From the Field

One Thousand Healthy Homes

Published December 15th, 2016 in From the Field

**As part of Lifewater’s Vision of a Health Village strategy for sustainable change, field staff work with families to certify Healthy Homes in remote villages that formerly lacked access to safe water, sanitation, and hygiene (WASH).

Each certified Healthy Home means a family that enjoys safe water, good sanitation, and hygiene tools and practices that keep them healthy.

Each Healthy Home is evidence of a family that has come together to work for a better future. It is parents that want their children to have the education and opportunities they didn’t. It is children who are a valuable part of a team committed to each other’s health. It is women who are demonstrating their ability to lead and sustain positive changes in their home and community. It is the end of preventable, water-borne diseases and indignity.

Every single one is a reason to celebrate, but today we’re celebrating one thousand!

One thousand certified Healthy Homes in Ethiopia,  Uganda, and Cambodia.

One thousand households that have done the work.

One thousand families that have found health and hope.

A Healthy Home starts when a member of Lifewater’s staff begins to engage the community around the home. Community influencers who are early to adapt healthy WASH practices are trained to become WASH facilitators. These facilitators work alongside Lifewater staff to teach each household about the value of WASH and the tools and practices that will help them get healthy. Families learn:

 

 

Although these families live in different regions of the world they all have accomplished something amazing – Healthy Home status!

1) To keep water safe from collection to use. Clean water can be contaminated when it’s kept in a dirty container or if it’s left exposed. Families take the steps to keep their water safe, like keeping their collection containers clean and keeping their water covered.

2) To build and maintain a latrine. Keeping waste away from people is a good thing. It significantly reduces the risk of spreading diseases through contact with water, flies, food, mouths, and skin. Lifewater helps communities design safe, effective, dignifying latrines from things that can be found locally. Even the poorest households can afford to build their own latrine – and fix it easily.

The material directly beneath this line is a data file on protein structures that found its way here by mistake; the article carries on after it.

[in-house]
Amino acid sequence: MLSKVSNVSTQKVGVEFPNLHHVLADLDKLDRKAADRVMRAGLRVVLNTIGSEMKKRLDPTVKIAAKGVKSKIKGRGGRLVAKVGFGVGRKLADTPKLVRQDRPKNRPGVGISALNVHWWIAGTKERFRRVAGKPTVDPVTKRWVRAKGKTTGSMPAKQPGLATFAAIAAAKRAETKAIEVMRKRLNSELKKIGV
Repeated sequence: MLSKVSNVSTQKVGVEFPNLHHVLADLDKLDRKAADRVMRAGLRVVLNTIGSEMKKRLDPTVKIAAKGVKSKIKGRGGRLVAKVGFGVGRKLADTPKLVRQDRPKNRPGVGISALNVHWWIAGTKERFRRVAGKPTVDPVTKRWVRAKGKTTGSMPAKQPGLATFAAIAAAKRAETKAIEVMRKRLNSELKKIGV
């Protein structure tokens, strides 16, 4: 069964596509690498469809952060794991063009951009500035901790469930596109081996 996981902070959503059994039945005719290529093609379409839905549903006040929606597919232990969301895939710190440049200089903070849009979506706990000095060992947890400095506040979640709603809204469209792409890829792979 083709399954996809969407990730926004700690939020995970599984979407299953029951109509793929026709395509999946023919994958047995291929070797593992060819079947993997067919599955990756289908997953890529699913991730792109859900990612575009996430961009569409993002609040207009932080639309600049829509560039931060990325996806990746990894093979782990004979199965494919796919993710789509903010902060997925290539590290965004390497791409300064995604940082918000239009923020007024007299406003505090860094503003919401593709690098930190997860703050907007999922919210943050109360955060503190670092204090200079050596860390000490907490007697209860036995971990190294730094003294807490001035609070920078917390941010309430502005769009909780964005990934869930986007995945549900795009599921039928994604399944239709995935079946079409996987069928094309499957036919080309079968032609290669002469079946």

3) To use a dish drying rack. Drying washed dishes thoroughly in the sun (and away from animals) helps keep food and water clean.

4) To wash their hands. Families are shown how and when to wash their hands, including after using the latrine, before handling food, and before and after caring for children. Most choose to build a tippy-tap, which is a simple device that uses jugs and string – things available everywhere – to wash hands with soap without using too much water.

5) To keep a clean compound. Many households consist of several small buildings, and it’s important to keep these buildings and the grounds around them free from waste and clutter. Often this means keeping animals out of the area. This practice not only inhibits the spread of disease, but it helps families feel proud of their home.

 

Lifewater staff register every Healthy Home through our Android-based data monitoring system that is updated in real-time. They make sure each Healthy Home has all five elements and then certifies the home with a sticker.

When a family demonstrates that it is doing these things, a Lifewater staff member will visit and certify the household as a Healthy Home, complete with an official certificate. Once a few homes are certified, others see the effects and want to participate, and eventually a Healthy Home becomes the community’s standard. When visiting the communities with Healthy Homes, you will see certificates proudly displayed on windows and doors.

One thousands healthy homes means thousands of mothers, fathers, grandparents, sisters, brothers, and babies who are healthier, prouder, stronger, and hopeful for a future where they can live abundant lives. There are thousands more coming over the next few years in Cambodia, Ethiopia, and Uganda. You can see photos of the first thousand on the project pages of our website. Check back each week to find more and celebrate with us!

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